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Transcript
Human Anatomy,
First Edition
McKinley & O'Loughlin
Chapter 21 Lecture Outline:
Blood
1
Blood




Considered a connective tissue because it contains cells, a liquid
ground substance (called plasma), and dissolved protein fibers.
About four times more viscous (or thicker) than water.
Temperature of blood is about 1°C higher than measured body
temperature.
Can be broken down into its liquid and cellular components by a
machine called a centrifuge.



blood is withdrawn from a vein and collected in a centrifuge tube
tube is placed into the centrifuge, which then spins it in a circular
motion for several minutes
rotational movement separates the blood into liquid and cellular
components
21-2
3
Components of Blood

Erythrocytes (or red blood cells)

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Buffy coat

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

form the lower layer of the centrifuged blood
typically make up about 44% of a blood sample
makes up the middle layer
thin, slightly gray-white layer composed of cells called
leukocytes (or white blood cells) and cell fragments called
platelets
forms less than 1% of a blood sample
Plasma


straw-colored liquid that rises to the top
generally makes up about 55% of blood
21-4
Components of Blood

Erythrocytes and the components of the buffy coat
are called the formed elements.


not “cells,” merely fragments broken off from a larger cell
Formed elements and the liquid plasma compose
whole blood.
21-5
6
Functions of Blood –
Transportation

Transports numerous elements and compounds
throughout the body.


erythrocytes carry oxygen from the lungs to body cells and
then transport carbon dioxide from the cells back to the
lungs for expulsion from the body
blood plasma



transports nutrients that have been absorbed from the GI tract
hormones secreted by the endocrine organs to their target cells
plasma

carries waste products from the cells to organs such as the
kidneys, where these waste products are removed
21-7
Functions of Blood –
Regulation of Body Temp.

Regulates body temperature.



plasma absorbs and distributes heat throughout
the body
for cooling the blood vessels in the dermis dilate
and dissipate the excess heat through the
integument
when the body needs to conserve heat, the
dermal blood vessels constrict, and the warm
blood is shunted to deeper blood vessels in the
body
21-8
Functions of Blood –
Regulation of pH Levels



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

pH is a measure of how alkaline or acidic a fluid is.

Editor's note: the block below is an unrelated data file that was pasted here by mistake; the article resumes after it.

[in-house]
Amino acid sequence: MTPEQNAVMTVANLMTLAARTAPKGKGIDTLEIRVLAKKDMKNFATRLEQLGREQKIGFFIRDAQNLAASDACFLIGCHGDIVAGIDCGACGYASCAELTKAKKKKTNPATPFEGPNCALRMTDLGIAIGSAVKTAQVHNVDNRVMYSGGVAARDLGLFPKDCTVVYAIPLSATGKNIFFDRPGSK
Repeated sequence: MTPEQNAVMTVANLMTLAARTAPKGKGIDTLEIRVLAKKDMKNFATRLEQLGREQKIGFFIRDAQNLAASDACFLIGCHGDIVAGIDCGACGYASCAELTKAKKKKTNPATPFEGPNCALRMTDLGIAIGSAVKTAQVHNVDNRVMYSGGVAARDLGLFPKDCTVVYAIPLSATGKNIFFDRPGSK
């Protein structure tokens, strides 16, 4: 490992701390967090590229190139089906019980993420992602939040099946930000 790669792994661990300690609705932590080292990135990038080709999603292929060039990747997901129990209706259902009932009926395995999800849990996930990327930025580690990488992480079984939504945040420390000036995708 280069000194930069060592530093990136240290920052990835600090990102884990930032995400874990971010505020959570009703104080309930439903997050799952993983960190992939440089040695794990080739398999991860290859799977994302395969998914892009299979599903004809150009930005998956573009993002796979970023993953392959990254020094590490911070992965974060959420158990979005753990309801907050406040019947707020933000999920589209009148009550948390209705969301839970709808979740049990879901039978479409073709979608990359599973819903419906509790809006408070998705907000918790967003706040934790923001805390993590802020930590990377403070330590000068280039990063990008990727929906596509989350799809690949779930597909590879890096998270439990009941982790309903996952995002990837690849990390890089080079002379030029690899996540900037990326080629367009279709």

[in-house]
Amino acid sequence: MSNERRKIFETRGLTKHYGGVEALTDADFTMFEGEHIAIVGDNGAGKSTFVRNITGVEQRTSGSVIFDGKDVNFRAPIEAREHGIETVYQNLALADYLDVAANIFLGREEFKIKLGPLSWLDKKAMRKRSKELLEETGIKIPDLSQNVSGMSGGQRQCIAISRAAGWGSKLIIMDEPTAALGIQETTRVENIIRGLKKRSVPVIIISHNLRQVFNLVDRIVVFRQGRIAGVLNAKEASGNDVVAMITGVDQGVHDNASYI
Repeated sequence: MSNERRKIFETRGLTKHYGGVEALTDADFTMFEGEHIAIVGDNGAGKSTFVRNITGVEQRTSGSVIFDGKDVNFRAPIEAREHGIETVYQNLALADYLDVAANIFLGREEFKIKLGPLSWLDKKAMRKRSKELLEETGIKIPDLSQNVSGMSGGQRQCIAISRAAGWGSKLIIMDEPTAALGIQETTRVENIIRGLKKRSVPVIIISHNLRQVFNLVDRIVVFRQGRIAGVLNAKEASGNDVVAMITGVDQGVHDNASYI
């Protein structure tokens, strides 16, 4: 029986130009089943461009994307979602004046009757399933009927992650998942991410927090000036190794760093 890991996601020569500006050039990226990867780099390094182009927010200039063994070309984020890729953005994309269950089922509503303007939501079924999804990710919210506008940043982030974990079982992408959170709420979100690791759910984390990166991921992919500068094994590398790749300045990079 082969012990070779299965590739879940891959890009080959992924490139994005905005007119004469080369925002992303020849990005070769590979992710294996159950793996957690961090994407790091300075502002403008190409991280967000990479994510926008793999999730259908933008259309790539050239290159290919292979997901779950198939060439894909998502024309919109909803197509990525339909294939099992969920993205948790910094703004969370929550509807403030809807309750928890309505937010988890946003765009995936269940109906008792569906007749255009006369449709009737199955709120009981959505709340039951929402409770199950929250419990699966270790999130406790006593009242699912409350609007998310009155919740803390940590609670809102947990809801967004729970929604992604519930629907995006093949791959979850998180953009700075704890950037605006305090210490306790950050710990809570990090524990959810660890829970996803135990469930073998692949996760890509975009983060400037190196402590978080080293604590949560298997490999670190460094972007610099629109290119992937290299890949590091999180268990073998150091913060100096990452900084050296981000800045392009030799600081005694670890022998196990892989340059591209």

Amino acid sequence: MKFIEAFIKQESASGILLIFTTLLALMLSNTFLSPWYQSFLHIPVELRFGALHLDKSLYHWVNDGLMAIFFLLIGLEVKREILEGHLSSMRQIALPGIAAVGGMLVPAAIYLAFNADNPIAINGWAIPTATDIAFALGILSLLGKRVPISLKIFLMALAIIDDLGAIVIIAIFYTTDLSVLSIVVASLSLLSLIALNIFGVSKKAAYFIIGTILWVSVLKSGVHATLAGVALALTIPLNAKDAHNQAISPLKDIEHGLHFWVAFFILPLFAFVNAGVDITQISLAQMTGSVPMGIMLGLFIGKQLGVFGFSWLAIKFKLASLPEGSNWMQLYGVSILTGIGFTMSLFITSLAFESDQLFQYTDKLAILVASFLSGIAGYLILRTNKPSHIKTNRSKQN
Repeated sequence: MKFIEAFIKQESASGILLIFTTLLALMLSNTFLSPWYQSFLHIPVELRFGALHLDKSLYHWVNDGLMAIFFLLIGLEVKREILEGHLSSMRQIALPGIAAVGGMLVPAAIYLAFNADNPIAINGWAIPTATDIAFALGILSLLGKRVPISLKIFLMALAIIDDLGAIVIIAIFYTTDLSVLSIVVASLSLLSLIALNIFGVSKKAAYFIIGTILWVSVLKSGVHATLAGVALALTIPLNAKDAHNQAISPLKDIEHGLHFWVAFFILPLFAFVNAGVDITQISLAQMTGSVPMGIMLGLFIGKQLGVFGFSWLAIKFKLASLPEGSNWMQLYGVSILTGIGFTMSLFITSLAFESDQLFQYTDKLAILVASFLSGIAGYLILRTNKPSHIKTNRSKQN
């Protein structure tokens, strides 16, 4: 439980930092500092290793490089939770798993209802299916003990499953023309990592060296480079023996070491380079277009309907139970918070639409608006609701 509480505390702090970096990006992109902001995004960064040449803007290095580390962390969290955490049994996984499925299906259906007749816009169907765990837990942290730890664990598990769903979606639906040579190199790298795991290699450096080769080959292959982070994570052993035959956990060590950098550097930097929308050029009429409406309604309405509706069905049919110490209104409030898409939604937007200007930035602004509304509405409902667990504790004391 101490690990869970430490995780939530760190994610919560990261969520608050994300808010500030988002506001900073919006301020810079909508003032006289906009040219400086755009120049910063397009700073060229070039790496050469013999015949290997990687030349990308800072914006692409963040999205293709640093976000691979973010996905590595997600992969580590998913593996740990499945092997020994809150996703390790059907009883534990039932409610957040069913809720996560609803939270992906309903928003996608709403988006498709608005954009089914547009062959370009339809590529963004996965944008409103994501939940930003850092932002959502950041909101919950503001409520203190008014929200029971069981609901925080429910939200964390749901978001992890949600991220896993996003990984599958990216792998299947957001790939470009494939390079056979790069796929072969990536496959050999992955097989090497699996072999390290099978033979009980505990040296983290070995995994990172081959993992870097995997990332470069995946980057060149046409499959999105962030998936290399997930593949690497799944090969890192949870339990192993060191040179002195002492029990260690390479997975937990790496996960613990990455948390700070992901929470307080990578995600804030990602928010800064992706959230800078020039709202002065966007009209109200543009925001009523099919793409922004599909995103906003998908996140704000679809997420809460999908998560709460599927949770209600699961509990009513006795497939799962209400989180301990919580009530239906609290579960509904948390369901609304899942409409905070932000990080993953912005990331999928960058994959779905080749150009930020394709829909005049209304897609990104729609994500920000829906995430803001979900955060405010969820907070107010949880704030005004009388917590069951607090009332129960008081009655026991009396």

Neutral pH is measured at exactly 7.
Acidic fluids (e.g., orange juice) are between 0 and 7.
Alkaline fluids (e.g., milk) are between 7 and 14.
Blood plasma contains compounds and ions that may
be distributed to the fluid among tissues (interstitial
fluid) to help maintain normal tissue pH.
Blood plasma pH is continuously regulated at a value
of 7.4 the pH level required for normal cellular
functioning.
21-9
Functions of Blood –
Maintenance of Fluid Levels





Maintains normal fluid levels in the cardiovascular
system.
Prevents fluid loss.
Constant exchange of fluid between the blood plasma
and the interstitial fluid.
If too much fluid is absorbed in the blood, high blood
pressure results.
If too much fluid escapes the bloodstream and enters
the tissues, blood pressure drops to unhealthy low
levels, and the tissues swell with excess fluid.
21-10
Functions of Blood –
Maintenance of Fluid Levels

To maintain balance of fluid exchange between the
blood and the interstitial fluid, blood contains
compounds (such as salts and some proteins) to
prevent excess fluid loss in the plasma.
21-11
Functions of Blood –
Protection



Leukocytes (white blood cells) help guard against
infection by mounting an immune response if a
pathogen or an antigen is found.
Plasma transports antibodies, which are molecules
that can immobilize antigens until a leukocyte can
completely kill or remove the antigen.
Platelets and blood proteins protect the body against
blood loss by forming blood clots on damaged
vessels.
21-12
Components of Plasma



Complex mixture of water, proteins, and other
solutes.
When the proteins are moved from plasma, the
remaining fluid is termed serum.
Water makes up about 92% of plasma’s total volume.

water facilitates the transport of materials in the plasma
21-13
Plasma Proteins


The next most abundant materials in plasma
are the plasma proteins.
Make up about 7% of the plasma.


6 and 8 grams of protein in a volume of 100
milliliters of blood (referred to as g/dl)
The plasma proteins include:




albumins
globulins
fibrinogen
regulatory proteins
21-14
Plasma Proteins – Albumins

Smallest and most abundant of the plasma proteins.



make up approximately 58% of total plasma proteins
Regulate water movement between the blood and
interstitial fluid.
Albumins act as transport proteins that carry ions,
hormones, and some lipids in the blood.
21-15
Plasma Proteins – Globulins




Second largest group of plasma proteins, forming
about 37% of all plasma proteins.
Smaller alpha-globulins and the larger beta-globulins
primarily bind, support, and protect certain waterinsoluble or hydrophobic molecules, hormones, and
ions.
Also called immunoglobulins or antibodies.
Produced by some of our defense cells to protect the
body against pathogens that may cause disease.
21-16
Plasma Proteins – Fibrinogen



Makes up about 4% of all plasma proteins.
Responsible for blood clot formation.
Following trauma to the walls of blood vessels,
fibrinogen is converted into long, insoluble strands of
fibrin, which is the essence of a blood clot.
21-17
Plasma Proteins – Regulatory
Proteins

Form a very minor class of plasma proteins.


<1% of total plasma proteins